Monoid
In abstract algebra, a branch of mathematics, a monoid is a set equipped with an associative binary operation and an identity element. For example, the nonnegative integers with addition form a monoid, the identity element being 0. Monoids are semigroups with identity. Such algebraic structures occur in several branches of mathematics. The functions from a set into itself form a monoid with respect to function composition. More generally, in category theory, the morphisms of an object to itself form a monoid, and, conversely, a monoid may be viewed as a category with a single object. In computer science and computer programming, the set of strings built from a given set of characters is a free monoid. Transition monoids and syntactic monoids are used in describing finitestate machines. Trace monoids and history monoids provide a foundation for process calculi and concurrent computing. In theoretical computer science, the study of monoids is fundamental for au ... [...More Info...] [...Related Items...] OR: [Wikipedia] [Google] [Baidu] 

Automata Theory
Automata theory is the study of abstract machines and automata, as well as the computational problems that can be solved using them. It is a theory in theoretical computer science. The word ''automata'' comes from the Greek word αὐτόματος, which means "selfacting, selfwilled, selfmoving". An automaton (automata in plural) is an abstract selfpropelled computing device which follows a predetermined sequence of operations automatically. An automaton with a finite number of states is called a Finite Automaton (FA) or FiniteState Machine (FSM). The figure on the right illustrates a finitestate machine, which is a wellknown type of automaton. This automaton consists of states (represented in the figure by circles) and transitions (represented by arrows). As the automaton sees a symbol of input, it makes a transition (or jump) to another state, according to its transition function, which takes the previous state and current input symbol as its arguments. Automata theo ... [...More Info...] [...Related Items...] OR: [Wikipedia] [Google] [Baidu]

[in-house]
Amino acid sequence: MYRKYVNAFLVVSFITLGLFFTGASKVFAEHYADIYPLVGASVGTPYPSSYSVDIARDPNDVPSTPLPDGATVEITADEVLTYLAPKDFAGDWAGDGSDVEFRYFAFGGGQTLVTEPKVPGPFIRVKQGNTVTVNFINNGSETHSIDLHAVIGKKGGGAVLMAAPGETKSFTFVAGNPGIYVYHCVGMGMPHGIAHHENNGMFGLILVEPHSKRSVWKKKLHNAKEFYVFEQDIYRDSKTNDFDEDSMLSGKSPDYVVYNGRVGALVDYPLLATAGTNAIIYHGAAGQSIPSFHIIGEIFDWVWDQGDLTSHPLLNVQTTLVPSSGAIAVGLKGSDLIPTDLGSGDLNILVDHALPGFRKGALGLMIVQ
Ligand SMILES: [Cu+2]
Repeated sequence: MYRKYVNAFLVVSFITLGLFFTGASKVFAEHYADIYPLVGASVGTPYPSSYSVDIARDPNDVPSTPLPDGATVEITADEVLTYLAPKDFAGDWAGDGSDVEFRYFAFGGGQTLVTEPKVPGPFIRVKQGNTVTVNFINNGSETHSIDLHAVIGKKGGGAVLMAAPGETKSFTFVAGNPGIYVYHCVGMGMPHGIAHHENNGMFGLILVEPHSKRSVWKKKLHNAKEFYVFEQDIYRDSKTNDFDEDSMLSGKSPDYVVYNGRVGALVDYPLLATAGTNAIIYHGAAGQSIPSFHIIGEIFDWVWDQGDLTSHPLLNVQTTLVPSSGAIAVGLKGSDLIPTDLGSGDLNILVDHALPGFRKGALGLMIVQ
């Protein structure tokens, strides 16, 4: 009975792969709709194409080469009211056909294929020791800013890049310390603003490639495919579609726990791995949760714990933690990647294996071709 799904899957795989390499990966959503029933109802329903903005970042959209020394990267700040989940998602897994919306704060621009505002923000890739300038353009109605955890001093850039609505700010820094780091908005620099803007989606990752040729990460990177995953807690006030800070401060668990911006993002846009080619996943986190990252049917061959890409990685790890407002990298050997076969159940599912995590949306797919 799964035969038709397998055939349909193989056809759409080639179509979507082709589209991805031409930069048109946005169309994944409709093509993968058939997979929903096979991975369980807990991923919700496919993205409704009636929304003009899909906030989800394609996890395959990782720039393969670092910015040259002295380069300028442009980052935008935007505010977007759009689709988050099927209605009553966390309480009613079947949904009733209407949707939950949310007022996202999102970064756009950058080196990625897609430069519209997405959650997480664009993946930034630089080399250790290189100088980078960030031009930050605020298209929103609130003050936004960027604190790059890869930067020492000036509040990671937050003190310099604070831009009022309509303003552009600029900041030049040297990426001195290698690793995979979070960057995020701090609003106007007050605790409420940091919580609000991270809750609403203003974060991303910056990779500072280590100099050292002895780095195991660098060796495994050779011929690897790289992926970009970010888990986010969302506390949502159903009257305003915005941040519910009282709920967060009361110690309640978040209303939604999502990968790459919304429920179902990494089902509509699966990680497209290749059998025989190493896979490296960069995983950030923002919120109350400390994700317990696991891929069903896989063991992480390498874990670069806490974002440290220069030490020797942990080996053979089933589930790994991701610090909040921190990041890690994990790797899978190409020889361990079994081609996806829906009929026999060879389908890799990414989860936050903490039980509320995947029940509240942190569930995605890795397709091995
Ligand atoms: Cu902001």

Free Monoid
In abstract algebra, the free monoid on a set is the monoid whose elements are all the finite sequences (or strings) of zero or more elements from that set, with string concatenation as the monoid operation and with the unique sequence of zero elements, often called the empty string and denoted by ε or λ, as the identity element. The free monoid on a set ''A'' is usually denoted ''A''∗. The free semigroup on ''A'' is the subsemigroup of ''A''∗ containing all elements except the empty string. It is usually denoted ''A''+./ref> More generally, an abstract monoid (or semigroup) ''S'' is described as free if it is isomorphic to the free monoid (or semigroup) on some set. As the name implies, free monoids and semigroups are those objects which satisfy the usual universal property defining free objects, in the respective categories of monoids and semigroups. It follows that every monoid (or semigroup) arises as a homomorphic image of a free monoid (or semigroup). The st ... [...More Info...] [...Related Items...] OR: [Wikipedia] [Google] [Baidu] 

Identity Element
In mathematics, an identity element, or neutral element, of a binary operation operating on a set is an element of the set that leaves unchanged every element of the set when the operation is applied. This concept is used in algebraic structures such as groups and rings. The term ''identity element'' is often shortened to ''identity'' (as in the case of additive identity and multiplicative identity) when there is no possibility of confusion, but the identity implicitly depends on the binary operation it is associated with. Definitions Let be a set equipped with a binary operation ∗. Then an element of is called a if for all in , and a if for all in . If is both a left identity and a right identity, then it is called a , or simply an . An identity with respect to addition is called an (often denoted as 0) and an identity with respect to multiplication is called a (often denoted as 1). These need not be ordinary addi ... [...More Info...] [...Related Items...] OR: [Wikipedia] [Google] [Baidu] 

Object (category Theory)